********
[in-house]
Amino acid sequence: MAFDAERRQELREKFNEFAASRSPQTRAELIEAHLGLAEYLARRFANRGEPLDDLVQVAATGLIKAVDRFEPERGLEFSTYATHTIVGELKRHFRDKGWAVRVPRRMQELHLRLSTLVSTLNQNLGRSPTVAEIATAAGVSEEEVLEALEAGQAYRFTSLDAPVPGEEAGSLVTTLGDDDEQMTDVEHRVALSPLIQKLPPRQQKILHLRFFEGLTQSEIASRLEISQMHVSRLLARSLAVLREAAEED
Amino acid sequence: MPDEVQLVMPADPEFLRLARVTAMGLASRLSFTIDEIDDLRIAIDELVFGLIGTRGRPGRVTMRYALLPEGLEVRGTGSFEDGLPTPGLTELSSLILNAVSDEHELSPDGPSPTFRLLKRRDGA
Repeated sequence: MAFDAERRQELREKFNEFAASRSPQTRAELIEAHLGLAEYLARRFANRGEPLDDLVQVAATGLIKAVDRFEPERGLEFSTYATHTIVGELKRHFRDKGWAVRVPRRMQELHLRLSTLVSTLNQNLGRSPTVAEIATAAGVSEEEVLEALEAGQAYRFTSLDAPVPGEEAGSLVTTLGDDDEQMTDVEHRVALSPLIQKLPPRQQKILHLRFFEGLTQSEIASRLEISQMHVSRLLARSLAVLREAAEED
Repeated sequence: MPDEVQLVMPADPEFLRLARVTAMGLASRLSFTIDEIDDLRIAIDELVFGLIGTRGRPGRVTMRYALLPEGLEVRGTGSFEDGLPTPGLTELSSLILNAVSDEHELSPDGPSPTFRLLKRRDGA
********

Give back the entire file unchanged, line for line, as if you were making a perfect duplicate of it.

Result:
[in-house]
Amino acid sequence: MAFDAERRQELREKFNEFAASRSPQTRAELIEAHLGLAEYLARRFANRGEPLDDLVQVAATGLIKAVDRFEPERGLEFSTYATHTIVGELKRHFRDKGWAVRVPRRMQELHLRLSTLVSTLNQNLGRSPTVAEIATAAGVSEEEVLEALEAGQAYRFTSLDAPVPGEEAGSLVTTLGDDDEQMTDVEHRVALSPLIQKLPPRQQKILHLRFFEGLTQSEIASRLEISQMHVSRLLARSLAVLREAAEED
Amino acid sequence: MPDEVQLVMPADPEFLRLARVTAMGLASRLSFTIDEIDDLRIAIDELVFGLIGTRGRPGRVTMRYALLPEGLEVRGTGSFEDGLPTPGLTELSSLILNAVSDEHELSPDGPSPTFRLLKRRDGA
Repeated sequence: MAFDAERRQELREKFNEFAASRSPQTRAELIEAHLGLAEYLARRFANRGEPLDDLVQVAATGLIKAVDRFEPERGLEFSTYATHTIVGELKRHFRDKGWAVRVPRRMQELHLRLSTLVSTLNQNLGRSPTVAEIATAAGVSEEEVLEALEAGQAYRFTSLDAPVPGEEAGSLVTTLGDDDEQMTDVEHRVALSPLIQKLPPRQQKILHLRFFEGLTQSEIASRLEISQMHVSRLLARSLAVLREAAEED
Repeated sequence: MPDEVQLVMPADPEFLRLARVTAMGLASRLSFTIDEIDDLRIAIDELVFGLIGTRGRPGRVTMRYALLPEGLEVRGTGSFEDGLPTPGLTELSSLILNAVSDEHELSPDGPSPTFRLLKRRDGA